Consider the options for a Nashville music fan circa 1981. Country was in its post-Urban Cowboy decline (Alabama’s “Love In The First Degree” and Kenny Rogers’ “I Don’t Need You” were two of the year’s biggest hits). Journey, Styx and Ted Nugent dominated the rock airwaves. The local scene was negligible, except when a certain mumble-mouthed college band drove up from Athens, Georgia.
Imagine introducing into this atmosphere a lanky hick from an Illinois pig farm who wore a goofy faux-leopard cowboy hat and shiny fringed shirts that made him look like Porter Wagoner on mescaline, a guy who whipped his body around as furiously as he did his microphone cord. Back him with three of the town’s most notorious rockers, including a guitarist who looked like Gene Simmons without makeup (though nobody knew that at the time).
They sang about all the grand ole country themes — whiskey, women, Southern alienation — and ripped through the catalogs of Hank Williams, Jimmie Rodgers and Eddy Arnold at three times the speed anybody ever intended them to be played. The singer yelped and howled and hit the guitarist about as often as he did his intended note, but he could tap into the Southern legacies of storytelling and resentment over damage done by outsiders more than a century before.
That was Jason & the Scorchers.
For hundreds of kids in Nashville — and thousands more throughout the South — Jason & the Scorchers presented a new idea of what live music could be, much like the Sex Pistols or the Ramones had done for other kids a few years earlier. Not only did the Scorchers offer new potential for rock, they reintroduced country’s honky-tonk heritage to a group who had grown up viewing country as the dull, oppressive music of their parents.
Some of those kids wound up working for Nashville record companies, booking agencies, music publishers and the like. And the ideas the Scorchers placed in their heads paved the way for rock-influenced country acts such as Dwight Yoakam and the Kentucky HeadHunters, not to mention the Americana format that would be born a decade later. The Scorchers themselves didn’t benefit directly from any of this, of course, and they disbanded for five years in 1990 — just as Garth Brooks, who took a more conciliatory approach to combining rock and country, was beginning to take over the city.
The Scorchers haven’t had the same impact with the two studio albums they’ve released since reuniting in 1995, but they’ve given alt.country fans a touchstone that shows them the potential for the style in a live setting. Midnight Roads & Stages Seen, a two-disc set recorded last November over three nights in the familiar, beer-soaked confines of Nashville’s Exit/In, captures that live sound, if not the significant visual component of the band’s explosive performances. (There is, however, a corresponding video.)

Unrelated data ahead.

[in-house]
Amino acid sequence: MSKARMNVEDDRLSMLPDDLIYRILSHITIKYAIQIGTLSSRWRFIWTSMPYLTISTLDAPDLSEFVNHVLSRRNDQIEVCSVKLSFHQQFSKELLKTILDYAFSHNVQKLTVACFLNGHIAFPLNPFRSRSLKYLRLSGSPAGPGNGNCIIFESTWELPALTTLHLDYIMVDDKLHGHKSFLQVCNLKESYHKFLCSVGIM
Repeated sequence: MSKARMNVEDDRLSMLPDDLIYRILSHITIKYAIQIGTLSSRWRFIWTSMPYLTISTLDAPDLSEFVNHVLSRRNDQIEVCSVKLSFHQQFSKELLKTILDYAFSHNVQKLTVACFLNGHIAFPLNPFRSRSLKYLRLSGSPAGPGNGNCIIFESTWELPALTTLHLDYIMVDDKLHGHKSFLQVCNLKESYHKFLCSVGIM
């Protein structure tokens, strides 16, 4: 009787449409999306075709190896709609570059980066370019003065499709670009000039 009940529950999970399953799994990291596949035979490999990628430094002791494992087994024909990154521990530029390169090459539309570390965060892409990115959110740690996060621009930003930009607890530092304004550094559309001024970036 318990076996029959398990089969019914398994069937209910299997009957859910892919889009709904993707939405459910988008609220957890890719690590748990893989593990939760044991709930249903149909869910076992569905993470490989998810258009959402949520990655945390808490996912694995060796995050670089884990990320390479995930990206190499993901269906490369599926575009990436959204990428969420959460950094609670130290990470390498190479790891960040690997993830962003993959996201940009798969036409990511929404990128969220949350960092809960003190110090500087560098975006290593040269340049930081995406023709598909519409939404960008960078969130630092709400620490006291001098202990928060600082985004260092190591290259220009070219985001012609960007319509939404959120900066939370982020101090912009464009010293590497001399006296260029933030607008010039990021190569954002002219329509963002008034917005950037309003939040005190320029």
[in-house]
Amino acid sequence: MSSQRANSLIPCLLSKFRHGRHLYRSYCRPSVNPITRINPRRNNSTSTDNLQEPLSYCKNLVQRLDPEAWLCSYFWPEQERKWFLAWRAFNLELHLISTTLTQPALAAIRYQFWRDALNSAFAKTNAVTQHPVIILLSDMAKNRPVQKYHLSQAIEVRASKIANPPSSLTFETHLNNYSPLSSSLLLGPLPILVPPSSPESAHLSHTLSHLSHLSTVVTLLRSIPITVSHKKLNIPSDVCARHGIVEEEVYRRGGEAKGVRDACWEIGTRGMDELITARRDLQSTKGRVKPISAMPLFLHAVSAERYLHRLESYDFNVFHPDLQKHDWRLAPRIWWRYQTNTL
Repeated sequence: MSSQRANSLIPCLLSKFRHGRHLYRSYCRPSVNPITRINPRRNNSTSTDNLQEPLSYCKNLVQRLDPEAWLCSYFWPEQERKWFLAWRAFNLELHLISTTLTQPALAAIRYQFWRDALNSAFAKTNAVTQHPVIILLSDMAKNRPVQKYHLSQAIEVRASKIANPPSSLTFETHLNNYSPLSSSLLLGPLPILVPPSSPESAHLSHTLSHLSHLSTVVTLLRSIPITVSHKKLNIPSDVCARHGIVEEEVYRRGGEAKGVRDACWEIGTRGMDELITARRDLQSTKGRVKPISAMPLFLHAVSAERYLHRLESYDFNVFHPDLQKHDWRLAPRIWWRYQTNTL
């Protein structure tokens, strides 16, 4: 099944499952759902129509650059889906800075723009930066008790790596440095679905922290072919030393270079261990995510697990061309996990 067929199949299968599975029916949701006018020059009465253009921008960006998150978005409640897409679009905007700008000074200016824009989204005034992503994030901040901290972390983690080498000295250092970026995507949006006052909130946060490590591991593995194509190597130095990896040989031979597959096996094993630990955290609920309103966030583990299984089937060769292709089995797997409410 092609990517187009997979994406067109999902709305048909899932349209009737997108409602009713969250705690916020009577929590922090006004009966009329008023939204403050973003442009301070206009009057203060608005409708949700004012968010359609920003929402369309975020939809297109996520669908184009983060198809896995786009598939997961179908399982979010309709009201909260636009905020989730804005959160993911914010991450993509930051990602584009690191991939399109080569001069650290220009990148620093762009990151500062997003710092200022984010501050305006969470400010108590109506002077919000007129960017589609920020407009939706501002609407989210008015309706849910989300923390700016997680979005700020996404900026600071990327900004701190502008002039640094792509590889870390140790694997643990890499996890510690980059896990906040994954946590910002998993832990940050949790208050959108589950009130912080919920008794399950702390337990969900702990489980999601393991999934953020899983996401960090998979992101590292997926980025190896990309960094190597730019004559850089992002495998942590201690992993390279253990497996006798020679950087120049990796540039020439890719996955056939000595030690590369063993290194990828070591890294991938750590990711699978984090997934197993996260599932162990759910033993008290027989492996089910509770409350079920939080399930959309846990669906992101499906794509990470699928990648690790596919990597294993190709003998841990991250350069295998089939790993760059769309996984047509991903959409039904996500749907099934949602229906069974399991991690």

Poetry-spouting lead singer Jason Ringenberg opens the album with a Rudyard Kipling quote, while guitarist Warner Hodges often sounds like he’s trying to play rhythm and lead and the same time — and usually succeeds. The rhythm section, which consists of original drummer Perry Baggs and new bassist Kenny Ames, gets stronger the faster they play.
Midnight Roads & Stages Seen includes songs from nearly all eras of Scorchers history. Both “Broken Whiskey Glass”, the first original tune the band learned, and “Jimmie Rodgers’ Last Blue Yodel” appeared on the Reckless Country Soul EP in 1982. “Going Nowhere” and the album-opening “Self Sabotage” come from 1996′s Clear Impetuous Morning (only 1989′s Thunder And Fire, the group’s arena-rock bid, isn’t represented).
The album includes a few tunes, such as “Somewhere Within”, from from 1995′s A Blazing Grace, that the band doesn’t usually play live. Mostly, though, it consists of longstanding set list favorites such as “If Money Talks”, “White Lies” and “Help! There’s A Fire”, honky-tonk tunes that Scorchers fans can quote as freely as they can any Lefty Frizzell tune. There’s also a screaming version of “Absolutely Sweet Marie”, the Flamin’ Groovies-inspired Bob Dylan cover that has remained the band’s signature tune.
If there’s any doubt about the subtle subversive influence the Scorchers have had on Nashville, just take a look at their guest list. Todd Snider sings harmony on the album’s one new tune, “This Town Isn’t Keeping You Down”, which he co-wrote with Ringenberg. BR5-49 fiddler Don Herron fills out “Blanket Of Sorrow” and the rarely performed “Ocean Of Doubt”. Mavericks keyboardist Jerry Dale McFadden, who backed Jason during his brief solo sojourn of the early ’90s, also makes a guest appearance on a couple tracks.
But none of them can top the appearance by Hodges’ parents, Edgar and Blanche Hodges, who provide one of the album’s highlights when they join the Scorchers onstage. (“This is one I used to rock him to sleep to,” Blanche says as she introduces a rip-snorthing rave-up of Rufus Thomas’ “Walkin’ the Dog”, on which she sings lead.)
It’s that kind of intimate yet high-volume moment that separates Midnight Roads from most live albums. Elsewhere, Ringenberg dedicates a song to his midwife and flashes moments of cornpone wit (“That’s funnier when Little Jimmy Dickens does it,” he muses after copping Dickens’ joke about being “Willie Nelson after taxes”), things he can get away with only because he knows almost everyone in the crowded club by name.
After 17 years of those “midnight roads,” Jason & the Scorchers sound neither as ambitious nor as desperate as they once did. If they don’t sound as iconoclastic, either, it’s because other bands have had 15 years to try to recreate the Scorchers’ inspired vision. Even though Midnight Roads & Stages Seen ultimately falls short of providing the full Scorchers experience, it’s proof that those other bands still have a ways to go.